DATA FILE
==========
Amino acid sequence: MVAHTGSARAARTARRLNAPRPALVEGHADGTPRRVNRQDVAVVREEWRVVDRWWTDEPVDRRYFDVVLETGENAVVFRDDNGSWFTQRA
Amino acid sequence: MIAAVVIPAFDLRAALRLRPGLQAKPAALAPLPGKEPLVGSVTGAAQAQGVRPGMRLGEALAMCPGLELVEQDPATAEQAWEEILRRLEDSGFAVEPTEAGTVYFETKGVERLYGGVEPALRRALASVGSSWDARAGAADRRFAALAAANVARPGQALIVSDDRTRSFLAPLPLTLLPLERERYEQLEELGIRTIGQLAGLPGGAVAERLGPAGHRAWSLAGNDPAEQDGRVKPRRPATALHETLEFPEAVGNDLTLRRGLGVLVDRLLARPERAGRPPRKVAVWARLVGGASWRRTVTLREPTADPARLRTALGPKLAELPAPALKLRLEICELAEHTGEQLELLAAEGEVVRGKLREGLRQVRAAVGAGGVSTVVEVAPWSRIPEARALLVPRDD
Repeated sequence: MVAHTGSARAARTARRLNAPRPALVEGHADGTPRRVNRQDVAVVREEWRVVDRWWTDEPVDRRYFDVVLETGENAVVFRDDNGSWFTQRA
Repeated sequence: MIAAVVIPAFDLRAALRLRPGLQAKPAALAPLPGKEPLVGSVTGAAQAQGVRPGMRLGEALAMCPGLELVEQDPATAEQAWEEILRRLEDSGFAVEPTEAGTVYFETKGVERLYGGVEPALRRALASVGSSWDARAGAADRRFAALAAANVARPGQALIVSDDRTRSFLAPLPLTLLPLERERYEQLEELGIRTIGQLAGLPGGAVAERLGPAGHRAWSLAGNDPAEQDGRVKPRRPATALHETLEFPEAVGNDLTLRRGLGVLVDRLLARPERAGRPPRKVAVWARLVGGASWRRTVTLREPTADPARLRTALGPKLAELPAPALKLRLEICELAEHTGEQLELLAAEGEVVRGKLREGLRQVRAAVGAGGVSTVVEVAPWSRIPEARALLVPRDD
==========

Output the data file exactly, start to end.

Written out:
Amino acid sequence: MVAHTGSARAARTARRLNAPRPALVEGHADGTPRRVNRQDVAVVREEWRVVDRWWTDEPVDRRYFDVVLETGENAVVFRDDNGSWFTQRA
Amino acid sequence: MIAAVVIPAFDLRAALRLRPGLQAKPAALAPLPGKEPLVGSVTGAAQAQGVRPGMRLGEALAMCPGLELVEQDPATAEQAWEEILRRLEDSGFAVEPTEAGTVYFETKGVERLYGGVEPALRRALASVGSSWDARAGAADRRFAALAAANVARPGQALIVSDDRTRSFLAPLPLTLLPLERERYEQLEELGIRTIGQLAGLPGGAVAERLGPAGHRAWSLAGNDPAEQDGRVKPRRPATALHETLEFPEAVGNDLTLRRGLGVLVDRLLARPERAGRPPRKVAVWARLVGGASWRRTVTLREPTADPARLRTALGPKLAELPAPALKLRLEICELAEHTGEQLELLAAEGEVVRGKLREGLRQVRAAVGAGGVSTVVEVAPWSRIPEARALLVPRDD
Repeated sequence: MVAHTGSARAARTARRLNAPRPALVEGHADGTPRRVNRQDVAVVREEWRVVDRWWTDEPVDRRYFDVVLETGENAVVFRDDNGSWFTQRA
Repeated sequence: MIAAVVIPAFDLRAALRLRPGLQAKPAALAPLPGKEPLVGSVTGAAQAQGVRPGMRLGEALAMCPGLELVEQDPATAEQAWEEILRRLEDSGFAVEPTEAGTVYFETKGVERLYGGVEPALRRALASVGSSWDARAGAADRRFAALAAANVARPGQALIVSDDRTRSFLAPLPLTLLPLERERYEQLEELGIRTIGQLAGLPGGAVAERLGPAGHRAWSLAGNDPAEQDGRVKPRRPATALHETLEFPEAVGNDLTLRRGLGVLVDRLLARPERAGRPPRKVAVWARLVGGASWRRTVTLREPTADPARLRTALGPKLAELPAPALKLRLEICELAEHTGEQLELLAAEGEVVRGKLREGLRQVRAAVGAGGVSTVVEVAPWSRIPEARALLVPRDD